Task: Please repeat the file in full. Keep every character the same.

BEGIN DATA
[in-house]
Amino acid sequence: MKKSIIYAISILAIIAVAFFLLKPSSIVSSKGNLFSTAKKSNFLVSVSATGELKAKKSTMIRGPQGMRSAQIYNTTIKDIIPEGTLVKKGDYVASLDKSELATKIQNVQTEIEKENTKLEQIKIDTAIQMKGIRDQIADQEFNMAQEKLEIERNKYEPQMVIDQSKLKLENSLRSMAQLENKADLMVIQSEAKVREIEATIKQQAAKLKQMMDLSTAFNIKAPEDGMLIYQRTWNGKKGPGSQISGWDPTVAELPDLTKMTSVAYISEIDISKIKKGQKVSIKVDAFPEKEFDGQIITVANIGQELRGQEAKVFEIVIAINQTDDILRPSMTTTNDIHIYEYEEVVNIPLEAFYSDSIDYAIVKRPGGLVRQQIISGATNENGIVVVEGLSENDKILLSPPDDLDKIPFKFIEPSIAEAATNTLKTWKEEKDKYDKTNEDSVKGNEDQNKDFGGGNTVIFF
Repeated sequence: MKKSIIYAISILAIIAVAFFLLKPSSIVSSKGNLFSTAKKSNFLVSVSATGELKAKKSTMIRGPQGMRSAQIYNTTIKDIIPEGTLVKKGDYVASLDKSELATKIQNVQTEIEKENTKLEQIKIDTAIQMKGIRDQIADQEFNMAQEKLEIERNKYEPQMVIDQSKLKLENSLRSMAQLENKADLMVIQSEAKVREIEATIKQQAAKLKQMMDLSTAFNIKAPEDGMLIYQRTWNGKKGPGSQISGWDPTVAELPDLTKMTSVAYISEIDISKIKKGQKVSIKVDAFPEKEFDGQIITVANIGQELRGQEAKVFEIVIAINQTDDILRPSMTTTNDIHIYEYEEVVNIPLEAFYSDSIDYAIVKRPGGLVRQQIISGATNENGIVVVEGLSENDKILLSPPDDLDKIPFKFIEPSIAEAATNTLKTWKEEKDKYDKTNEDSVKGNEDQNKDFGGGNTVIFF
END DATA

[in-house]
Amino acid sequence: MKKSIIYAISILAIIAVAFFLLKPSSIVSSKGNLFSTAKKSNFLVSVSATGELKAKKSTMIRGPQGMRSAQIYNTTIKDIIPEGTLVKKGDYVASLDKSELATKIQNVQTEIEKENTKLEQIKIDTAIQMKGIRDQIADQEFNMAQEKLEIERNKYEPQMVIDQSKLKLENSLRSMAQLENKADLMVIQSEAKVREIEATIKQQAAKLKQMMDLSTAFNIKAPEDGMLIYQRTWNGKKGPGSQISGWDPTVAELPDLTKMTSVAYISEIDISKIKKGQKVSIKVDAFPEKEFDGQIITVANIGQELRGQEAKVFEIVIAINQTDDILRPSMTTTNDIHIYEYEEVVNIPLEAFYSDSIDYAIVKRPGGLVRQQIISGATNENGIVVVEGLSENDKILLSPPDDLDKIPFKFIEPSIAEAATNTLKTWKEEKDKYDKTNEDSVKGNEDQNKDFGGGNTVIFF
Repeated sequence: MKKSIIYAISILAIIAVAFFLLKPSSIVSSKGNLFSTAKKSNFLVSVSATGELKAKKSTMIRGPQGMRSAQIYNTTIKDIIPEGTLVKKGDYVASLDKSELATKIQNVQTEIEKENTKLEQIKIDTAIQMKGIRDQIADQEFNMAQEKLEIERNKYEPQMVIDQSKLKLENSLRSMAQLENKADLMVIQSEAKVREIEATIKQQAAKLKQMMDLSTAFNIKAPEDGMLIYQRTWNGKKGPGSQISGWDPTVAELPDLTKMTSVAYISEIDISKIKKGQKVSIKVDAFPEKEFDGQIITVANIGQELRGQEAKVFEIVIAINQTDDILRPSMTTTNDIHIYEYEEVVNIPLEAFYSDSIDYAIVKRPGGLVRQQIISGATNENGIVVVEGLSENDKILLSPPDDLDKIPFKFIEPSIAEAATNTLKTWKEEKDKYDKTNEDSVKGNEDQNKDFGGGNTVIFF